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> GD: How many investigators were assigned to this case in particular?
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> MW: Principally it was Chris Weber who is our Senior Investigator and he did most of the work. He was assisted in a small degree by one or two of our other investigators but basically he did it by himself.
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> GD: How comprehensive or detailed did this investigation go?
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> MW: I can tell you that we had 31 witnesses testify before the Grand Jury and that was not all of the witnesses that we spoke to. I suspect that we probably spoke to twice that many people. . Until you speak with people you don’t know how much or how little they know. Obviously some of those people turn out to be not terribly important and others turned out to be quite important.
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> GD: Now the case that you have presented to the Grand Jury what was the dollar amount in missing property?
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> MW: The allegation is that all of these electronic items are worth approximately $23,000.
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> GD: How is she actually being charged?
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> MW: The Grand Jury had some choices about what charges they were actually going to bring. One of those could have been Grand Theft. Any theft of an item whose value exceeds $300 is a Grand Theft. In this case the Grand Jury elected to file one count of organized scheme to defraud over $20,000 which is a Second Degree felony. It’s punishable by a maximum of 15 years in prison and an organized scheme to defraud is really just the elements of theft plus a systemic effort to accomplish the theft.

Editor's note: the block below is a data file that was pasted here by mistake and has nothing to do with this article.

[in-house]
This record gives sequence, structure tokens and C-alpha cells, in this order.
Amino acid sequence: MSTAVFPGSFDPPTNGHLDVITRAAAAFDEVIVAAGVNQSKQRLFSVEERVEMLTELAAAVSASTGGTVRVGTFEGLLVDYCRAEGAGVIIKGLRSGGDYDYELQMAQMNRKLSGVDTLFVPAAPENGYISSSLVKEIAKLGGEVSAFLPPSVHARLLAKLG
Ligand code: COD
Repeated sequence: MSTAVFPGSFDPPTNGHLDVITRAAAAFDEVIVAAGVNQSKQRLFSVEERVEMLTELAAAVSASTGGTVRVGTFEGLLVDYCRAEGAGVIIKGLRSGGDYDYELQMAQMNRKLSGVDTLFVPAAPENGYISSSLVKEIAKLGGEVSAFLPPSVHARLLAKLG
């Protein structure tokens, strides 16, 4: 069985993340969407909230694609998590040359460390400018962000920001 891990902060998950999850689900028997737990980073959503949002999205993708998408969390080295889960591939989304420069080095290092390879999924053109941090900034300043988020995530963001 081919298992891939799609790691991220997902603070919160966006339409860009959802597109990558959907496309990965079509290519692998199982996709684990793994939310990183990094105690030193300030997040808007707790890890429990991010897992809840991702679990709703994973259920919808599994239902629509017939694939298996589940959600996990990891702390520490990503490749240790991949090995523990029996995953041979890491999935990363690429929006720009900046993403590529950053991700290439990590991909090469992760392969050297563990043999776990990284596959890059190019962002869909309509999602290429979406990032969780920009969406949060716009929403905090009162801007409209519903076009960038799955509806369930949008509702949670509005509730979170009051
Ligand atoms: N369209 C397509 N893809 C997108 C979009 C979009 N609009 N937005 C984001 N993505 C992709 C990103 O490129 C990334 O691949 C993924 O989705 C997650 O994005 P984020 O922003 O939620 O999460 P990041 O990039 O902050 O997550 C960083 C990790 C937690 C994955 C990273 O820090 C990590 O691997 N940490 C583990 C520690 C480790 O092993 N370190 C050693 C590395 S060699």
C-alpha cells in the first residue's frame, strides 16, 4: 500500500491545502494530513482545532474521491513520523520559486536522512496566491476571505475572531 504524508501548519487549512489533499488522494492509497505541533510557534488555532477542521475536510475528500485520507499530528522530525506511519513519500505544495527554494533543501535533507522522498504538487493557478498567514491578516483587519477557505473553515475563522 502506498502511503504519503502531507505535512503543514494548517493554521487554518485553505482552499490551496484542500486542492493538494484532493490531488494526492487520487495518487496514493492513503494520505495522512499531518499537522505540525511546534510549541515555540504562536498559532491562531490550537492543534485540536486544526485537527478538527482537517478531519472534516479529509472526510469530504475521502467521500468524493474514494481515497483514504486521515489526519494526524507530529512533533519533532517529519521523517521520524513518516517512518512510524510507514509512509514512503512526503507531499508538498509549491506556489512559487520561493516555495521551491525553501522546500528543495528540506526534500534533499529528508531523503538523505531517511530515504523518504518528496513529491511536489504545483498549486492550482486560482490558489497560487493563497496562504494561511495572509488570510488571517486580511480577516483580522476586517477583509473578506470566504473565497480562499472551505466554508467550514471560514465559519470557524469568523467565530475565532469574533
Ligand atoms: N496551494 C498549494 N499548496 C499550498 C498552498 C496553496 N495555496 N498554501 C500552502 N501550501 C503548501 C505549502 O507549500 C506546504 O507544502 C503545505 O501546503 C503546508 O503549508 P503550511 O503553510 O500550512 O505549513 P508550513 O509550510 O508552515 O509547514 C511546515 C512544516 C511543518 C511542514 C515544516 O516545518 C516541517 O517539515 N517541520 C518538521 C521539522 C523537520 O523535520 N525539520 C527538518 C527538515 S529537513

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> GD: Who does a Grand Jury actually comprise of?
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> MW: Grand Juries in Florida sit for a 6 month period so in other words we seat 2 Grand Juries per year. One is April and the second is in October. They sit for a six month period and they do two things. The first thing is that under Florida law the only way that a person can be charged with First Degree Murder is by the Grand Jury. Fortunately for us we do not have that many murders every year but when we do have a case of First Degree Murder that is a case that must be by law presented to the Grand Jury because only the Grand Jury can indicte for a capital offense and the only capital offense in the law is First Degree Murder.  Apart from determining whether someone should be accused of a crime, the Grand Jury can investigate how the county was doing in terms of keeping track of this property, what it might of done differently to prevent this from happening and what recommendations the Grand Jury might make in the future as to preventing this from happening.
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> GD: Is it just regular citizens who make up the Grand Jury?
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> MW: Yes, Grand Jurors summoned no different than trial jurors, it’s just that their role is different. Instead of just determining whether someone is or is not guilty beyond reasonable doubt, they have a lower threshold. In other words it’s their job to determine whether there is probable cause to determine whether someone committed a particular offense and if so, it’s their job to indict on that basis.
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> GD: What’s the next step in this case?
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> MW: Now that the Grand Jury has handed out the indictment, Ms. Druckenmiller will be set for an arraignment in front of the circuit court which I believe will be in front of Judge Miller. I am quite certain that after that her lawyers will file a plea of not guilty. It’s impossible for me to say when the matter might be resolved. It just depends on her lawyers and what they decide is in her best interest.
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> GD: Is there jail time for this?
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> MW: We will see. The answers to that question will very much is determined by how she and her lawyers decide to handle her case. From my standpoint and the State Attorney’s standpoint, any theft involving an amount of this sort is a case that is appropriate to call for some period of incarceration.